first_imgShivpal, who is the younger brother of Mulayam, hadShivpal, who is the younger brother of Mulayam, had yesterday reached Delhi to meet the party chief at his official residence.An indication that the crisis in the SP lingered on came when Shivpal told Mulayam that despite following his orders, he was being painted as a villain.Later talking to reporters, Shivpal had rejected suggestions that there were differences within the party and the Yadav clan.”Neither am I angry nor is Netaji (Mulayam). We all are happy…there are no differences,” he had said.Mulayam is likely to reach Lucknow tomorrow morning.Asked about another report of national parliamentary board meeting of the party, Ramgopal said that there is not need for it.”When has it been called? I am the secretary of parliamentary board and I call the meet. It is called when there is an issue of removing anyone or deciding tickets of Rajya Sabha, Vidhan Parishad…there is nothing like that,” he said. PTI ABN RTlast_img read more

Prime your brain to percolate brilliant ideas at ESC Silicon Valley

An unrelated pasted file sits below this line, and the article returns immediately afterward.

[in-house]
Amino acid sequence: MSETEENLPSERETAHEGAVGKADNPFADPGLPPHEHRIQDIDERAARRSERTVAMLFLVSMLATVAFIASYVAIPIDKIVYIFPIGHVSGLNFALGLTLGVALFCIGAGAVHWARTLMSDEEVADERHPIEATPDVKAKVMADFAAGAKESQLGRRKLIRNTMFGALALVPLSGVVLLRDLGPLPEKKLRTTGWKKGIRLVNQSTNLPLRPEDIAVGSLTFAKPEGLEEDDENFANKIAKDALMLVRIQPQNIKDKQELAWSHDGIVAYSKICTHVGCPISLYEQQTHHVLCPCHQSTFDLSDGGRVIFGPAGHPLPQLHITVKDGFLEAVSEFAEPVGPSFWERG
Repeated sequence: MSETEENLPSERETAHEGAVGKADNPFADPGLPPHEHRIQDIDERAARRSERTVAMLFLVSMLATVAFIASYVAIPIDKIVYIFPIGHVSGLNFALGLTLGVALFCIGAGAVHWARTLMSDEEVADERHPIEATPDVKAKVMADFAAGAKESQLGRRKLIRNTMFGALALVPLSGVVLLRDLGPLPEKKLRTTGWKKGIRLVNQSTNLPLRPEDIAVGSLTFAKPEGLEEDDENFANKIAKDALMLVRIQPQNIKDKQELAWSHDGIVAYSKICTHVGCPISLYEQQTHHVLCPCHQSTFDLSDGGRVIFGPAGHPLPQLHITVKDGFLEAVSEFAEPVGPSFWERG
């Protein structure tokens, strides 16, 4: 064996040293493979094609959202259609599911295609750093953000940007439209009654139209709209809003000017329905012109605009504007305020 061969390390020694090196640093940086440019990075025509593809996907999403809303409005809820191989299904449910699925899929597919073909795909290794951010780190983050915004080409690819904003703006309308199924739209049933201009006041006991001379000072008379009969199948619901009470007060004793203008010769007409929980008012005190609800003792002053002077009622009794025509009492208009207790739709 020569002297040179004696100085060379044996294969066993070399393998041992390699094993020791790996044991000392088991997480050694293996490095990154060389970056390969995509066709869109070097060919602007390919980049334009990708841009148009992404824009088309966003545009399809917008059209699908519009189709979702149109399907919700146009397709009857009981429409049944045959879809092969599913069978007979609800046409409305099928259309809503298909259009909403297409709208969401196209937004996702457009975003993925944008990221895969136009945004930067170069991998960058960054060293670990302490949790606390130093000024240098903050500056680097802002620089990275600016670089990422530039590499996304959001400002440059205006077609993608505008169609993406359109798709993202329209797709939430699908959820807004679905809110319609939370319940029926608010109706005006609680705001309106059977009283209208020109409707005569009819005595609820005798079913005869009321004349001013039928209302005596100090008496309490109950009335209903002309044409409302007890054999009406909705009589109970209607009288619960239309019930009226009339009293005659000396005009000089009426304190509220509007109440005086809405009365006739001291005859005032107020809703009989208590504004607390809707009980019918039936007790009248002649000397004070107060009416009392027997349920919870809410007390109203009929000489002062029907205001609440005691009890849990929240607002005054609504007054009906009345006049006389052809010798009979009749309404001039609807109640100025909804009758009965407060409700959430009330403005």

first_img Continue Reading Previous The end of the smartphone era: What will be the technology battlegrounds of the next decade?Next RTOS Revealed Leave a Reply Cancel reply You must Register or Login to post a comment. This site uses Akismet to reduce spam. Learn how your comment data is processed. Share this:TwitterFacebookLinkedInMoreRedditTumblrPinterestWhatsAppSkypePocketTelegram Tags: Industry center_img Where does the time go? I can’t believe that just two weeks tomorrow as I pen these words, I’ll be setting off to the airport to fly out to attend the Embedded System Conference (ESC) Silicon Valley, December 6-8, 2016.As always, I will be enjoying ESC on many levels. In addition to speaking myself (and I must admit that I do enjoy holding forth to a captive audience), I’m very much looking forward to meeting up my friends and colleagues.In some cases, these are people I’ve only even known via the Internet. For example, I’ve been chums with Sree Harsha Angara for a couple of years now. Sree is an applications engineer at Cypress Semiconductor, and he’s written several articles for EETimes.com about hobby projects he’s implemented using PSoCs (see Building a Mandolin-to-MIDI bridge with a PSoC and PSoC 4 Emulation of a MSGEQ7 Audio Spectrum Analyzer). Until recently, Sree was based in India, but now he’s working in Silicon Valley and he’s planning on attending ESC, so we’re going to meet up and swap a few “engineering war stories from the trenches.”And, of course, I’ll be meeting up with old friends like Duane Benson. In addition to attending sessions of mutual interest and generally hanging out, Duane and I will be hammering out some techno-weenie details regarding the Bodacious Brain project because I’ve roped him in to helping out.Speaking of sessions of mutual interest, Duane will be joining me to hear The Keys to Innovation: Priming your brain to percolate brilliant ideas keynote presentation, which is to be given by physicist, engineer, and author, Ransom Stephens.(Source: Ransome Stephens) As a particle physicist, Ransom worked on experiments at SLAC, Fermilab, CERN, and Cornell, discovered a new type of matter, and worked on the team that discovered the Top quark. I don’t know about you, but I’d be more than happy to start my own resume this way LOL.Ransom’s new book — The Left Brain Speaks, The Right Brain Laughs — is an irreverent look at the neuroscience of innovation in technology, art, and science. In Ransom’s keynote, he will be examining the neural processes that percolate insights into consciousness — the physics of lateral thought, the power of perspective, the value of novelty, and how your brain selects and rejects ideas before you’re even aware of them. Methods for fine-tuning the balance of stress and confidence, concentration and distraction that prime our brains to innovate our way to solutions of the challenges that we each face, as well as those that we face together, will also be discussed, as will the neuroaesthetics of what makes products and discoveries good, bad, and valuable.Ransom has given thousands of speeches across the US, Europe, and Asia, and has developed a reputation for making complex topics accessible and funny. I, for one, cannot wait to hear this presentation. Like all the ESC keynotes, this is a free session that will be open to all attendees, but you must register to attend. Hopefully I’ll see you there (I’ll be the outrageously cool techno-dweeb in the Hawaiian shirt).last_img read more